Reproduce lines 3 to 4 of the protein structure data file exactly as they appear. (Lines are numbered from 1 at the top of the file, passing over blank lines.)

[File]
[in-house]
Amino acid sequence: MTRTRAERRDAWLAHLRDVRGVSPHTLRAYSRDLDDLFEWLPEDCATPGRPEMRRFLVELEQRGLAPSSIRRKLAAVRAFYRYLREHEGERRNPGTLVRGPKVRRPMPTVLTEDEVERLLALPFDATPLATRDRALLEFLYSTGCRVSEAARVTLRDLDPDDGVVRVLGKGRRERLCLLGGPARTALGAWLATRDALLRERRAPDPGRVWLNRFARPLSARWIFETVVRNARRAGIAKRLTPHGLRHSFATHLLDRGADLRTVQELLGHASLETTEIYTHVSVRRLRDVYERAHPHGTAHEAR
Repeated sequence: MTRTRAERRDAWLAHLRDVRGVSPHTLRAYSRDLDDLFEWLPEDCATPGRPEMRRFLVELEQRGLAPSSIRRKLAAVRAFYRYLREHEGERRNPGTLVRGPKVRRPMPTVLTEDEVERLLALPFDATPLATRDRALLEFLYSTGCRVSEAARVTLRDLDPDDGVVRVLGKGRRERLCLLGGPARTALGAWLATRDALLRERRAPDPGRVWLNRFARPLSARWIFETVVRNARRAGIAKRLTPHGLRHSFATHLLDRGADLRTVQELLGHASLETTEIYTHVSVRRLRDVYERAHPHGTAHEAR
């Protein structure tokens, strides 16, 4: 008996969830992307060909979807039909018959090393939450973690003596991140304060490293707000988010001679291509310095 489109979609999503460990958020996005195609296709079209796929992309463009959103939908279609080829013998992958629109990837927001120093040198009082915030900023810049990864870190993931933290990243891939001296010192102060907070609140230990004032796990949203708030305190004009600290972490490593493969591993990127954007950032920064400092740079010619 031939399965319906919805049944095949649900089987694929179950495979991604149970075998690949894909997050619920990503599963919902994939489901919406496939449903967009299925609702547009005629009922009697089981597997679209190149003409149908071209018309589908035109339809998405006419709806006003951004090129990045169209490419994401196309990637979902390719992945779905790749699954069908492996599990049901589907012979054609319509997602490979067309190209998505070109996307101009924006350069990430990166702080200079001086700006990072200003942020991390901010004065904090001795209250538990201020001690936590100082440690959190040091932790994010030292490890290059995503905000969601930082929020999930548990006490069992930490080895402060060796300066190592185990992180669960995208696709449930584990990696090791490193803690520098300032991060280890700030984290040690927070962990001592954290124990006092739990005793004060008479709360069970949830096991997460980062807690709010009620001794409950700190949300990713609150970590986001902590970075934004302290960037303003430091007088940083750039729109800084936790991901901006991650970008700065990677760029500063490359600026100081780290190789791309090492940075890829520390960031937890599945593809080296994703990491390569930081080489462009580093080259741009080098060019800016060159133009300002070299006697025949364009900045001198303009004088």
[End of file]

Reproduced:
Repeated sequence: MTRTRAERRDAWLAHLRDVRGVSPHTLRAYSRDLDDLFEWLPEDCATPGRPEMRRFLVELEQRGLAPSSIRRKLAAVRAFYRYLREHEGERRNPGTLVRGPKVRRPMPTVLTEDEVERLLALPFDATPLATRDRALLEFLYSTGCRVSEAARVTLRDLDPDDGVVRVLGKGRRERLCLLGGPARTALGAWLATRDALLRERRAPDPGRVWLNRFARPLSARWIFETVVRNARRAGIAKRLTPHGLRHSFATHLLDRGADLRTVQELLGHASLETTEIYTHVSVRRLRDVYERAHPHGTAHEAR
């Protein structure tokens, strides 16, 4: 008996969830992307060909979807039909018959090393939450973690003596991140304060490293707000988010001679291509310095 489109979609999503460990958020996005195609296709079209796929992309463009959103939908279609080829013998992958629109990837927001120093040198009082915030900023810049990864870190993931933290990243891939001296010192102060907070609140230990004032796990949203708030305190004009600290972490490593493969591993990127954007950032920064400092740079010619 031939399965319906919805049944095949649900089987694929179950495979991604149970075998690949894909997050619920990503599963919902994939489901919406496939449903967009299925609702547009005629009922009697089981597997679209190149003409149908071209018309589908035109339809998405006419709806006003951004090129990045169209490419994401196309990637979902390719992945779905790749699954069908492996599990049901589907012979054609319509997602490979067309190209998505070109996307101009924006350069990430990166702080200079001086700006990072200003942020991390901010004065904090001795209250538990201020001690936590100082440690959190040091932790994010030292490890290059995503905000969601930082929020999930548990006490069992930490080895402060060796300066190592185990992180669960995208696709449930584990990696090791490193803690520098300032991060280890700030984290040690927070962990001592954290124990006092739990005793004060008479709360069970949830096991997460980062807690709010009620001794409950700190949300990713609150970590986001902590970075934004302290960037303003430091007088940083750039729109800084936790991901901006991650970008700065990677760029500063490359600026100081780290190789791309090492940075890829520390960031937890599945593809080296994703990491390569930081080489462009580093080259741009080098060019800016060159133009300002070299006697025949364009900045001198303009004088």